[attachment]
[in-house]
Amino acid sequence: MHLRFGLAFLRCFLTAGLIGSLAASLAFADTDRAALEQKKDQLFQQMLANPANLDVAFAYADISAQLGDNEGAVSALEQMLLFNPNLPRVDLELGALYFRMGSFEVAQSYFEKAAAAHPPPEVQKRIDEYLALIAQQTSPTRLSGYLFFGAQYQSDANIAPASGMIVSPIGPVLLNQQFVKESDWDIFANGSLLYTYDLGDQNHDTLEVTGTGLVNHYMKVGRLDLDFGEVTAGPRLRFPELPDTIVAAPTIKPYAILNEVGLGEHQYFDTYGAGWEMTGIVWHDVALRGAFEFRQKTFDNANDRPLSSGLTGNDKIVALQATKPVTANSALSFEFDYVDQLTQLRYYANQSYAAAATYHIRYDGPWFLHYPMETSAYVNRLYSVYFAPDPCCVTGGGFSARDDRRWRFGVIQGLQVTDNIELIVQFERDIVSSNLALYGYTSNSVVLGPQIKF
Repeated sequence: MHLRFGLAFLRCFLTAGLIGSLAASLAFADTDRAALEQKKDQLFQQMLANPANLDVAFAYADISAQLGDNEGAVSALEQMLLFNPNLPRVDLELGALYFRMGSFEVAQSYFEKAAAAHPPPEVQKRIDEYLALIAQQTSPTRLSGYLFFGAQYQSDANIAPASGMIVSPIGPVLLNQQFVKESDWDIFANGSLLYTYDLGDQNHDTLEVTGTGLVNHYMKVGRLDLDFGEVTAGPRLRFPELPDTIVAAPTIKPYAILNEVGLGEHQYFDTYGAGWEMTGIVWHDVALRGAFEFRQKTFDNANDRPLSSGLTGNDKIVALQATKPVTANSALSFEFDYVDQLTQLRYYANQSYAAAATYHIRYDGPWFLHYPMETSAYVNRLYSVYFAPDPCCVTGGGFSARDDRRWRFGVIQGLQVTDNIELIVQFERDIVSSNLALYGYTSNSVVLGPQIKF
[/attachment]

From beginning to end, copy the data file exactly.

[in-house]
Amino acid sequence: MHLRFGLAFLRCFLTAGLIGSLAASLAFADTDRAALEQKKDQLFQQMLANPANLDVAFAYADISAQLGDNEGAVSALEQMLLFNPNLPRVDLELGALYFRMGSFEVAQSYFEKAAAAHPPPEVQKRIDEYLALIAQQTSPTRLSGYLFFGAQYQSDANIAPASGMIVSPIGPVLLNQQFVKESDWDIFANGSLLYTYDLGDQNHDTLEVTGTGLVNHYMKVGRLDLDFGEVTAGPRLRFPELPDTIVAAPTIKPYAILNEVGLGEHQYFDTYGAGWEMTGIVWHDVALRGAFEFRQKTFDNANDRPLSSGLTGNDKIVALQATKPVTANSALSFEFDYVDQLTQLRYYANQSYAAAATYHIRYDGPWFLHYPMETSAYVNRLYSVYFAPDPCCVTGGGFSARDDRRWRFGVIQGLQVTDNIELIVQFERDIVSSNLALYGYTSNSVVLGPQIKF
Repeated sequence: MHLRFGLAFLRCFLTAGLIGSLAASLAFADTDRAALEQKKDQLFQQMLANPANLDVAFAYADISAQLGDNEGAVSALEQMLLFNPNLPRVDLELGALYFRMGSFEVAQSYFEKAAAAHPPPEVQKRIDEYLALIAQQTSPTRLSGYLFFGAQYQSDANIAPASGMIVSPIGPVLLNQQFVKESDWDIFANGSLLYTYDLGDQNHDTLEVTGTGLVNHYMKVGRLDLDFGEVTAGPRLRFPELPDTIVAAPTIKPYAILNEVGLGEHQYFDTYGAGWEMTGIVWHDVALRGAFEFRQKTFDNANDRPLSSGLTGNDKIVALQATKPVTANSALSFEFDYVDQLTQLRYYANQSYAAAATYHIRYDGPWFLHYPMETSAYVNRLYSVYFAPDPCCVTGGGFSARDDRRWRFGVIQGLQVTDNIELIVQFERDIVSSNLALYGYTSNSVVLGPQIKF